Review by Hannah Lee Yanson
The Giver by Lois Lowry
Published by Bantam Double Dell
Publishing Group, Inc, September 1994
It is available in paperback
Age level: 6th grade
The content is appropriate for
this age level because the story emphasizes having reached the age 12
getting responsibilities. The story is about this boy named Jonas. Jonas's
world is perfect. Everything is under control. There is no war or fear
or pain. There are no choices. Every person is assigned a role in the
community. When Jonas turns twelve he is assigned out to receive a special
training from The Giver. The Giver alone holds the memories of the true pain
and pleasure of life. Now it's time for Jonas to receive the truth.
There is no turning back. Jonas is filled with fear. He doesn't know
what his selection means. He doesn't know what he is to become. Or what
would become of him. This book would help the readers realize how important
future is in each of our lives. This is impossible to happen but when you
read it, it seems real. This is a very good book. This is the children
to whom the elders entrust the future. This book can be an assignment
reading. The quality of the plot is good. A lot of things happening in
the story that may be kind of confusing and they should follow carefully of
what they are reading. This may be one of the first books that children will
read that would help them realize to do their responsibilities. They should
do what they are responsible for. In the story, the society we find there
seems ideal. Everyone has a job for which he or she is suited emotionally,
physically and mentally. Parents are very caring and very responsible for
their families. Every family has a mother, father, and two children, and
each sex. There is so much joy in the family and everyone is so concern
about each other. It is very safe. There is no crime. Everybody seems
to be nice. People are safe from diseases. It is an awesome world
to live in. But we see it all through the eyes of Jonas, a young boy about
to receive his life's
assignment along with others of his age group. To his surprise he is given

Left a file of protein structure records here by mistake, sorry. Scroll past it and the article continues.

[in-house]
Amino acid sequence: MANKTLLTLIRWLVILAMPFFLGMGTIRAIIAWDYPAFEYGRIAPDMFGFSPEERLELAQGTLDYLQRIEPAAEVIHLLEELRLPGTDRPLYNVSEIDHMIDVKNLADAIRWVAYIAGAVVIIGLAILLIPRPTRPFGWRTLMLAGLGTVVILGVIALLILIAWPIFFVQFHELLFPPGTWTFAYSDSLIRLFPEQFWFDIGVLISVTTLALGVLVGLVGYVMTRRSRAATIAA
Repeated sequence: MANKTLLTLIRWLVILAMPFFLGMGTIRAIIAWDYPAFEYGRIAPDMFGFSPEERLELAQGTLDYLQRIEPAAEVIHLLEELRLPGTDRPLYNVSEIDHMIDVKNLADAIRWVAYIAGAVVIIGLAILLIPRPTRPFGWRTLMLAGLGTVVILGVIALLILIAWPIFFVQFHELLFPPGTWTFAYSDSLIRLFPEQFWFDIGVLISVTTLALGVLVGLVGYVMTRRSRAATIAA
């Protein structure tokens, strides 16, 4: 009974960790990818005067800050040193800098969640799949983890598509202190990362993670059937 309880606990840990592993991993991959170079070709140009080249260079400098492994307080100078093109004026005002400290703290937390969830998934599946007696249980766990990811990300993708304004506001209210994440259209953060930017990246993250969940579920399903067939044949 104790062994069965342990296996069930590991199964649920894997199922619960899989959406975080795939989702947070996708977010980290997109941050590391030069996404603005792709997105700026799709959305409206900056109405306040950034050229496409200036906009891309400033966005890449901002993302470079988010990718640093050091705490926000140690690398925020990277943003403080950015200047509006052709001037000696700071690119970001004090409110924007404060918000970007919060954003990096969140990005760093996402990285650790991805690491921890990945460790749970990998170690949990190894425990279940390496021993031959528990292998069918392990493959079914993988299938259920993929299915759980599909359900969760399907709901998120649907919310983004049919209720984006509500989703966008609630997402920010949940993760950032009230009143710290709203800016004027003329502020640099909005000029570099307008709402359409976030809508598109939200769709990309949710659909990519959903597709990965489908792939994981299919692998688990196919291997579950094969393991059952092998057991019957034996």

the most respected job of
all. He is to be trained to become the "Receiver of Memory". In
this society that they live in, people don't want to be burdened with
memories. And they also don't want to make decisions or changes which, in
the past, have led to disaster so they have assigned one person to keep all
the memories of history, their own and that of all societies.
The Receiver's job is to listen
to their proposals and just tell them whether or not they should do it based
on the lessons of history. The present Receiver how sets about giving
the memories, all of them, to Jonas. He does so through all the
senses. Jonas learns about things that are not present in this society
like war and hate, of snow and trees and colors. He also learns of the
horror all around him. The Giver presents a "today" world of
sameness: Everyone has to live in the present world, no opportunity to
choose what they want, no freedom; Everybody seems to live the same thing.
Since our world is not like that, we should appreciate the freedoms we have.
We should be thankful that we have the opportunity to exercise our freedoms.
We are free to do anything today and in the future. We are free to
look back and see the importance of the past in the direction of that
future. This novel is not difficult to read. Fifth graders should be able to
grasp most of it in this book.
This is a very special book. Everyone has to read it.